I think Jeremy Roenick was right and wrong to suggest that Crosby should have been "given" to the New York Rangers. He was right in the fact that New York is the place to be to market the "new" NHL, but was wrong because Crosby would be toiling around ineptness in Rangers management. At least with the Pens, the intelligence of Craig Patrick may save a few years of denial by the Steel City faithful. But until then, when Crosby is truly ready to assume the mantel, his presence means nothing to the NHL now when they need it the most. And considering how badly it went for both owners and players, Crosby is merely another kid in a long line of kids that fans of 29 other teams don't care about. I think it is pretty evident how bad the NHL needs to work to attain an interest in the casual and regular hockey fan when the biggest name out there hasn't yet even taken his first shift.
6th-Aug-2005 03:37 am (UTC)
Interesting points you make, though I mostly disagree with them.

It is indeed not a given that Crosby will start putting up Gretzky-like numbers from the moment he laces up his skates. You are correct when you mention the cautionary tales of Lindros, Daigle, and Lecavalier, and I'm glad someone has the common sense to question all this runaway optimism. But Lindros was a gutless mama's boy, and Daigle an obnoxious party animal...their talent exceeded their desire and their love of the game. As for Vinny, no one except the guy who drafted him had him pegged for greatness. By all accounts, Crosby is a different breed. We all know who he will be measured against, but he still deserves to be judged on his own merits.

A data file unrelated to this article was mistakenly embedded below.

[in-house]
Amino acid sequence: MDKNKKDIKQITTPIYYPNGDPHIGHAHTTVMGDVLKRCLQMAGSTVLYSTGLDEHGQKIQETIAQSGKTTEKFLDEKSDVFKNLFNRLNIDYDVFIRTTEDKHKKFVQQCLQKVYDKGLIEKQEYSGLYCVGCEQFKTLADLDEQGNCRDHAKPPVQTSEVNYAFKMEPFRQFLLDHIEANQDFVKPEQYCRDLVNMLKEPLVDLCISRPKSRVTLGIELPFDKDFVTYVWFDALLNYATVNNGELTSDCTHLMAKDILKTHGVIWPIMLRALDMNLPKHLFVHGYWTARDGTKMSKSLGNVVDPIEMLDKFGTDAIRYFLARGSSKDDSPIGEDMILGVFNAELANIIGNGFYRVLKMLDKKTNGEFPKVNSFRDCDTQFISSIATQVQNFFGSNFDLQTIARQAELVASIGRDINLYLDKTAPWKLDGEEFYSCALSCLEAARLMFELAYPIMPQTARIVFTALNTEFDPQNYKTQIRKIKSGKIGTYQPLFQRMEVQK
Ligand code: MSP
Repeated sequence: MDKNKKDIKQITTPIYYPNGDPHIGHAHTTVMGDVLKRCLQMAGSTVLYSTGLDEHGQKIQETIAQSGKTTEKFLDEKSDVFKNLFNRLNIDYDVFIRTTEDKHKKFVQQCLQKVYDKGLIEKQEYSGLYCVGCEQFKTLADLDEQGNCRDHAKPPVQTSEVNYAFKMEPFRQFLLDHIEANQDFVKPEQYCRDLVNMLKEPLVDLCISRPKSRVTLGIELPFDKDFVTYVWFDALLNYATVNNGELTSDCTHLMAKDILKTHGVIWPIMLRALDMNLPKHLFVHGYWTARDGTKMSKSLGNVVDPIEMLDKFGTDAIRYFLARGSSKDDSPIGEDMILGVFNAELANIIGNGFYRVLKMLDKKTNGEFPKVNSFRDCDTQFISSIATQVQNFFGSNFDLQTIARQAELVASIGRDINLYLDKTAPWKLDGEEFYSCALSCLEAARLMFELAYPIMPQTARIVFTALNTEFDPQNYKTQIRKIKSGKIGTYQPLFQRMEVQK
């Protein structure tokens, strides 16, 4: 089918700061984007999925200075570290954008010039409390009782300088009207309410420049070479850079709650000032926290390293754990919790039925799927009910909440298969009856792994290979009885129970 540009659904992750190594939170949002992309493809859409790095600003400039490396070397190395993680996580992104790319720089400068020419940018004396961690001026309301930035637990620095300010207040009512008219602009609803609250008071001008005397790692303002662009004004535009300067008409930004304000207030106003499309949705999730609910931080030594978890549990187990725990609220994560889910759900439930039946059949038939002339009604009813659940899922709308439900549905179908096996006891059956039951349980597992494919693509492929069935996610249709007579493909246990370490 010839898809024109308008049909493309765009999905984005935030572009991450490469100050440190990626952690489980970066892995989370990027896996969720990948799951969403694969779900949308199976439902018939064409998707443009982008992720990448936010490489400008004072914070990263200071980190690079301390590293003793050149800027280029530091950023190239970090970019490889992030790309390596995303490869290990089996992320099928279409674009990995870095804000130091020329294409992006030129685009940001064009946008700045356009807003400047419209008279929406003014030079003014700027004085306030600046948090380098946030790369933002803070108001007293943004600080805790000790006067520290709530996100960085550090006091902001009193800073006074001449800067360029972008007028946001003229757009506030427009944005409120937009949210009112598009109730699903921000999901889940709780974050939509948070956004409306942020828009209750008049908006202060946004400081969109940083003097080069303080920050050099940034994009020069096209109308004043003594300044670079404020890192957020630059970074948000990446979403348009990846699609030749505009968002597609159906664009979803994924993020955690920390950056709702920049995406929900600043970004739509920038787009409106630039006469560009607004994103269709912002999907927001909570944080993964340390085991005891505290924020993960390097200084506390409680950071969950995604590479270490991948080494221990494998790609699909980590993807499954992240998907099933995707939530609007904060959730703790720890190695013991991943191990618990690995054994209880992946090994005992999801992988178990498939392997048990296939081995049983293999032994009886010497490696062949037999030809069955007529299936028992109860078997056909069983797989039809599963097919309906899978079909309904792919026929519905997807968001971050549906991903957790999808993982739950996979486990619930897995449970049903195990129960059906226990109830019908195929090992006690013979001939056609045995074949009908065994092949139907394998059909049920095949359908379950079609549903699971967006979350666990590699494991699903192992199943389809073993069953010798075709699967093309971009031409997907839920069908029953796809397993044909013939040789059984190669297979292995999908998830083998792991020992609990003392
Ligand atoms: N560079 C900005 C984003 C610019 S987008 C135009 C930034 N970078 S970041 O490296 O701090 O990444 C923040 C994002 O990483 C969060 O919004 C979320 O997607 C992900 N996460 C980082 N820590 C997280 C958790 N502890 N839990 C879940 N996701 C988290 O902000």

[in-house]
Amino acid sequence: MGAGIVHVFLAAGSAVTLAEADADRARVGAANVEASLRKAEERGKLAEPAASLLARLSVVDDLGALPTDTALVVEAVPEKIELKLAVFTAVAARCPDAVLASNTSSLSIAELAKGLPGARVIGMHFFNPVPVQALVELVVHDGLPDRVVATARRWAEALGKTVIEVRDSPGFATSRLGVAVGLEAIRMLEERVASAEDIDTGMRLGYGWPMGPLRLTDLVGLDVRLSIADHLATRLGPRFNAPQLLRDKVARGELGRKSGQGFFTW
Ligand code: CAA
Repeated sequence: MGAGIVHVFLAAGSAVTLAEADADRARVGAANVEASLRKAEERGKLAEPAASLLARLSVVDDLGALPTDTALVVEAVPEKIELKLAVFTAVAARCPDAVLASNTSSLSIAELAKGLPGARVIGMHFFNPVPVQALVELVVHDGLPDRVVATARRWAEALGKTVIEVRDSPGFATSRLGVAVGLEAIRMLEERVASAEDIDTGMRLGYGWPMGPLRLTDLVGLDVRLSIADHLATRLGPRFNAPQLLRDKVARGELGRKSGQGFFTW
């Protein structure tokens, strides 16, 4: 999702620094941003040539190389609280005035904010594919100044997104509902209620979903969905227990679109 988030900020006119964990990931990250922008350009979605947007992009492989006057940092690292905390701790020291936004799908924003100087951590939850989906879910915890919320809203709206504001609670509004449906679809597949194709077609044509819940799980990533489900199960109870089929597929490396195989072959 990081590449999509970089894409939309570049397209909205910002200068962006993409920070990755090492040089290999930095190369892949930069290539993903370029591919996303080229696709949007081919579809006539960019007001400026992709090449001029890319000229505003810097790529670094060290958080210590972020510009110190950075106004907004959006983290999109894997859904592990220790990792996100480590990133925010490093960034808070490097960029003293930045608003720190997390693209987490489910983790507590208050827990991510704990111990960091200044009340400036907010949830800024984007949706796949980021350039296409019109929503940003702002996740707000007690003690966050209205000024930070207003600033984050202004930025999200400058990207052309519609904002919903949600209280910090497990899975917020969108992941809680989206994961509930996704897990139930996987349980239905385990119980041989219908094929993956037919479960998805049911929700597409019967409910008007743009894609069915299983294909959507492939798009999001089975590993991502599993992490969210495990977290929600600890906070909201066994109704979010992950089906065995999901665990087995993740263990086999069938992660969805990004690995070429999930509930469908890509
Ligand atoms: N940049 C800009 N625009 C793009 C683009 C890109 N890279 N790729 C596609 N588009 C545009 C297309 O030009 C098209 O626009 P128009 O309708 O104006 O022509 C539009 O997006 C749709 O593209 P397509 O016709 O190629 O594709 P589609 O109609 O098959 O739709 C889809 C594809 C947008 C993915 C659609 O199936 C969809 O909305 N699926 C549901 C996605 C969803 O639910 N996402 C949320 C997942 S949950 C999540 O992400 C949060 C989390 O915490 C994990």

That said, I don't see the benefit of starting him in the minors or back in juniors (the more likely destination should he flop early on). From a talent standpoint, there's no way the Penguins come up with 12 forwards better than him. He may not be lights-out from game 1 -- he may not even be a point-per-game scorer -- but I can't imagine him not making a meaningful contribution and growing as a player. Lots of 18-year-old kids play and contribute at the NHL level, and hardly any of them possess the talent to carry a league or even a franchise on their back.

From a "selling-the-game" perspective, Pittsburgh is a less-than-ideal destination, but it should make no difference in the long run. For the sake of the league, every time a star player doesn't end up in New York, Detroit or Colorado is a step in the right direction. The two greatest players of our generation (if not all-time) made their names in the "small markets" of Pittsburgh and Edmonton. So if the kid really does deliver the goods, he will be an asset to the league no matter where he plays.